We’re supposed to pretend we don’t notice skin color, but it’s been impossible not to notice in the pictures streaming out of the aftermath of Hurricane Harvey.
A black man trudges through floodwaters carrying a white child in each arm. He’s got this. More importantly, he’s got them.
A white man wearing a S.W.A.T. team hat carries a woman who appears to be of Asian descent with her infant curled and sleeping on her chest through floodwaters like it’s something he does every day. Nothin’ to see here, folks. Move along.
A reporter holds a microphone to a black man beside a boat and asks what he plans on doing. “Go try to save some lives,” he says, nonchalantly. No big deal. Just steppin’ up to the plate.
People rising to the challenge aren’t sorting those in need by their differences. They’re not sorting by color, ethnicity, gender, religious beliefs or political party.
Differences have been set aside. In the wake of unimaginable loss and tragedy, people have united and are coming to the aid of one another.
Days earlier, images streamed out of Berkeley showing a different side of us.
Antifa members were on the rampage. What protesters rallying with their heads and faces covered and are up to any good? The last big rallies where people hid their identities were conducted by the KKK. Antifa embodies the hatred and brutality of KKK, but with different wardrobe choices.
A video shows a mob chasing down a photographer, knocking him to the ground and savagely beating him. The mob just keeps kicking and slugging him over and over and over. It’s called windmilling. I didn’t know that. Did you?
A courageous woman in a red jacket tries to get between the man on the ground and the mob and the video ends. Did they beat her, too? Did they get her good?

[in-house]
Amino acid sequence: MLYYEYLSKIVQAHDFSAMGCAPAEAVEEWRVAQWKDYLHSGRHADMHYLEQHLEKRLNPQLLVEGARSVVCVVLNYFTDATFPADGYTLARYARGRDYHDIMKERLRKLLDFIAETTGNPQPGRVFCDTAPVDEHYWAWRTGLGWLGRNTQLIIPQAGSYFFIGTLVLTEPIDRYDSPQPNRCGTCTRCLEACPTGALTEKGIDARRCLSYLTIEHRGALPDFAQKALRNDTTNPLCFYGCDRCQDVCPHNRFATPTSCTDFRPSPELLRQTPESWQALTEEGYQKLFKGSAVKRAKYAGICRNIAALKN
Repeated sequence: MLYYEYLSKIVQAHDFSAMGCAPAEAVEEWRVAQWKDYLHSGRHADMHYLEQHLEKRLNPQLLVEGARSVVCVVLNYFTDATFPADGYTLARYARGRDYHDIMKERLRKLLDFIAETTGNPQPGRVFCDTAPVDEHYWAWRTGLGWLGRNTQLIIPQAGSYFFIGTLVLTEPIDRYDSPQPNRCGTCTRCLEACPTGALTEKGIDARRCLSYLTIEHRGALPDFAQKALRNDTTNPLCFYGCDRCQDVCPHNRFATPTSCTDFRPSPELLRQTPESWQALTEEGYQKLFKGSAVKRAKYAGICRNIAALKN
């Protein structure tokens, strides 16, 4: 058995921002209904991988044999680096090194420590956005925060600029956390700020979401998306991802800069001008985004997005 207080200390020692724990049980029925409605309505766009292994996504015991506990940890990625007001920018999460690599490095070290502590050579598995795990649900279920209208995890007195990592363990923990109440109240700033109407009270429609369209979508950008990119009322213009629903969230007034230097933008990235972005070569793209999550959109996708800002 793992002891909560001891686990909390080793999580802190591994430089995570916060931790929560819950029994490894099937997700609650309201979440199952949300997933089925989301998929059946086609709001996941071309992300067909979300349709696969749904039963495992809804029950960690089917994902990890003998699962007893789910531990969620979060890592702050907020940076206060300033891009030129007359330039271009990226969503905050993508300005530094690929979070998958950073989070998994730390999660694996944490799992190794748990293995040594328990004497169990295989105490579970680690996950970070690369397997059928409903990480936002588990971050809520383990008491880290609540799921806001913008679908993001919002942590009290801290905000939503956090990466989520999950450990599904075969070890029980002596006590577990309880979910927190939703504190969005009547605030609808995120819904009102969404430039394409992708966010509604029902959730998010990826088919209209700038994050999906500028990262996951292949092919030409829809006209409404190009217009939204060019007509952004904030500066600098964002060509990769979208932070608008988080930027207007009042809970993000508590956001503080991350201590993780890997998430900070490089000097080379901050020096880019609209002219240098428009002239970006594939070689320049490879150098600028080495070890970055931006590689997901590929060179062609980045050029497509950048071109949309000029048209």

I look at all these images and wonder how it feels.
How does it feel to hold a scared mother and her infant in your arms and rescue them? How does it feel to carry trembling children to higher ground?
How does it feel to beat the livin’ daylights out of a fellow citizen you may have stood beside in a Starbucks a few days ago?
Self-government, government of the people, by the people and for the people, is a high-risk proposition. It is so risky that few had tried it before our founding. Most nations were ruled by tribes, monarchs or the sword. Ours was to be a nation based on a shared belief in the crazy idea that all men were created equal—and given liberty and freedom would have opportunity to prosper and flourish.
True, liberty was not extended to all in the beginning, a blight forever on our history. It was an egregious wrong eventually righted in part by commitment to liberty.
So, is it working, this grand experiment in liberty? Does freedom bring out the best in us? It’s been questionable of late. But images from Texas would once again say the answer is yes.
The real question is, can we sustain the generosity, good will and character we muster in a crisis when we return to the day-to-day?
Here’s to you, Texas. Thanks for reminding us of the kind of Americans we need to be.